Characteristics and attribute of change agents

Change agents are persons or teams accountable for implementing change initiatives within an organization. They own precise characteristics and attributes that make them effectual in facilitating change. Some key characteristics and attributes of effectual change agents:

  • Visionary: they have a clear vision of the preferred outcome of the change initiative. They can eloquent this vision in a forceful way that motivates others to hold up the change.
  • Innovative: they are creative and quick-witted in finding new ways to attain the desired change outcome. They are not frightened to challenge the status quo and suggest new ideas and approaches.
  • Resilient: they are insistent and flexible in the face of hold up and confrontation to change. They are able to acclimatize to unanticipated challenges and find ways to overcome obstacles (Oreg and Berson, 2019).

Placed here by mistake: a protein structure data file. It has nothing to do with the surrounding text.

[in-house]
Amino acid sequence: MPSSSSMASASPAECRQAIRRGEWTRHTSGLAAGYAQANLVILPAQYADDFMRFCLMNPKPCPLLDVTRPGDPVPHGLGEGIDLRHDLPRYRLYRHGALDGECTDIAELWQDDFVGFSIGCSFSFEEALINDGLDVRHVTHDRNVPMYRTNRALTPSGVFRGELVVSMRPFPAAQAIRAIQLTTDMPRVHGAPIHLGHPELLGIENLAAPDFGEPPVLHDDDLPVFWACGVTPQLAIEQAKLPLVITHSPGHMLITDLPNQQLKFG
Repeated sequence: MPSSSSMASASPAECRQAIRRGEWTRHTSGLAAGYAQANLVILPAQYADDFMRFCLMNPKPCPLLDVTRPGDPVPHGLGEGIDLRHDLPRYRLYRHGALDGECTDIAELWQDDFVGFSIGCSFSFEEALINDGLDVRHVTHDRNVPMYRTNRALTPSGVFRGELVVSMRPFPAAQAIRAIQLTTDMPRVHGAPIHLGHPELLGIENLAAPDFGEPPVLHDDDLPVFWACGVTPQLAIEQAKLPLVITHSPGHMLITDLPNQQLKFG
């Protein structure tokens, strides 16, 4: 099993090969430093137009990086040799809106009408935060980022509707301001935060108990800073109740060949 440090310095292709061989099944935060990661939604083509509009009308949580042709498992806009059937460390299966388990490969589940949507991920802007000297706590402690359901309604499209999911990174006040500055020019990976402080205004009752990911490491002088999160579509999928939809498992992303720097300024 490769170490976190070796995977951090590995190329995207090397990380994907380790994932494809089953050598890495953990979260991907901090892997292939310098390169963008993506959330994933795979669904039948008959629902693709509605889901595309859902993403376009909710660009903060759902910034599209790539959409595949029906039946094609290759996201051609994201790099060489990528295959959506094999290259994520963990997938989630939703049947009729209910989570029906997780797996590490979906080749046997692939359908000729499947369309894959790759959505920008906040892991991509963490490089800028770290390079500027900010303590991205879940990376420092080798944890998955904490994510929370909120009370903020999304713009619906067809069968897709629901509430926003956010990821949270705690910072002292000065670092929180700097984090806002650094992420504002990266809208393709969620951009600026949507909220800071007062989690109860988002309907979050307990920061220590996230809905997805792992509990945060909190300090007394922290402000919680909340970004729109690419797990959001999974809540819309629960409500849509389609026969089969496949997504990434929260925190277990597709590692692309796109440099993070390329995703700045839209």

• Communicative: they are brilliant communicators who can eloquent the need for change and engage stakeholders in the change procedure. They listen energetically and react appropriately to concern and feedback.
  • Collaborative: they are team players who work collaboratively with others to accomplish the preferred change outcome. They build relations with stakeholders and look for input and hold up from others.
  • Data-driven: they use data and analytics to notify their decisions and assess the progress of the change initiative. They are able to examine and understand data to recognize areas for development.